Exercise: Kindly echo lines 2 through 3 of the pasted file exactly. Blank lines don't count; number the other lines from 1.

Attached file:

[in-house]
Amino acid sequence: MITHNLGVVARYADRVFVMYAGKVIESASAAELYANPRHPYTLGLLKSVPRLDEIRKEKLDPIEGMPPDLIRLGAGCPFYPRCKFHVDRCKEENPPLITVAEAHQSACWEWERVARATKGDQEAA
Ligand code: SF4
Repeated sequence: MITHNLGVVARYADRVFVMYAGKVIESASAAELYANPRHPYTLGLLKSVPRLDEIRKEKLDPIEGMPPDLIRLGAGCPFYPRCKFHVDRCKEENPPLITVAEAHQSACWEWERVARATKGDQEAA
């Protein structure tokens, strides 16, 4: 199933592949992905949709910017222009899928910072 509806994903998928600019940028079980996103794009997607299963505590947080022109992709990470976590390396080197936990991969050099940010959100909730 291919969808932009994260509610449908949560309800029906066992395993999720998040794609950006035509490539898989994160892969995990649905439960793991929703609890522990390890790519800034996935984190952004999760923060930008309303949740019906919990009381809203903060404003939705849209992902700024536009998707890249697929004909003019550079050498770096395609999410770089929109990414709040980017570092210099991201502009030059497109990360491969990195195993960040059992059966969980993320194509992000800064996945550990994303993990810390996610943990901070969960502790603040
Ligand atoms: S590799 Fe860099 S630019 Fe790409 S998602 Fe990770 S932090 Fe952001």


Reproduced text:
Amino acid sequence: MITHNLGVVARYADRVFVMYAGKVIESASAAELYANPRHPYTLGLLKSVPRLDEIRKEKLDPIEGMPPDLIRLGAGCPFYPRCKFHVDRCKEENPPLITVAEAHQSACWEWERVARATKGDQEAA
Ligand code: SF4